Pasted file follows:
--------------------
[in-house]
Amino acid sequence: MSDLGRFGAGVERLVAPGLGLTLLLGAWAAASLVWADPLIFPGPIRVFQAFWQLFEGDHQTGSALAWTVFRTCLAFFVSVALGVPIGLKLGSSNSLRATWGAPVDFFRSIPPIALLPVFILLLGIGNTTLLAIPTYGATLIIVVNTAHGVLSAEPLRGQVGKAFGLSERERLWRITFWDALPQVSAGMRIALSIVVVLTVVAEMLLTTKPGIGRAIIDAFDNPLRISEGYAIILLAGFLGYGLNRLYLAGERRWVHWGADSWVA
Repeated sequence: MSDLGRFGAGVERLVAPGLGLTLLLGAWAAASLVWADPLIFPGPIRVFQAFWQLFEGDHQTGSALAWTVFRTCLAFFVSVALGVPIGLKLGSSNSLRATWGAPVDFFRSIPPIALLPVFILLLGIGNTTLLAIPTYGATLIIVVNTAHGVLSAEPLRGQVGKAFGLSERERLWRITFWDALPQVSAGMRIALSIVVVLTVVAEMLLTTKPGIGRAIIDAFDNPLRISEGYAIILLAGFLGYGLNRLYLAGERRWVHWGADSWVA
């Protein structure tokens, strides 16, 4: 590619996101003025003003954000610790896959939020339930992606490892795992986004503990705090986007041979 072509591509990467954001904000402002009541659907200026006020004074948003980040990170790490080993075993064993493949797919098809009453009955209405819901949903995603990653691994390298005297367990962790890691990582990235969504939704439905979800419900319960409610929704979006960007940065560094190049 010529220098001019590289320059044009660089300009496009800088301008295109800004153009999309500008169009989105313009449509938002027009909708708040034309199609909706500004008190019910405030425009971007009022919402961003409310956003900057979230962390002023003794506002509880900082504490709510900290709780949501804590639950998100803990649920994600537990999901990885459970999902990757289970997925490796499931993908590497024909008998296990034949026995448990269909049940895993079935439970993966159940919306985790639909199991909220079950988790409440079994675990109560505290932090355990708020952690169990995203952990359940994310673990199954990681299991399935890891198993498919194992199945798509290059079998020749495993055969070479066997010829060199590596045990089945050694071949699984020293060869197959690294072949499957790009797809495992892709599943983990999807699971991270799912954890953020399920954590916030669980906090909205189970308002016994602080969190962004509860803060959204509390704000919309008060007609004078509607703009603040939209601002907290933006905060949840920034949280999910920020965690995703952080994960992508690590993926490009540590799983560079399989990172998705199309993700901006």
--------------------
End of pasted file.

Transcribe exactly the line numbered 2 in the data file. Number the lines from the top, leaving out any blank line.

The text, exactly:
Amino acid sequence: MSDLGRFGAGVERLVAPGLGLTLLLGAWAAASLVWADPLIFPGPIRVFQAFWQLFEGDHQTGSALAWTVFRTCLAFFVSVALGVPIGLKLGSSNSLRATWGAPVDFFRSIPPIALLPVFILLLGIGNTTLLAIPTYGATLIIVVNTAHGVLSAEPLRGQVGKAFGLSERERLWRITFWDALPQVSAGMRIALSIVVVLTVVAEMLLTTKPGIGRAIIDAFDNPLRISEGYAIILLAGFLGYGLNRLYLAGERRWVHWGADSWVA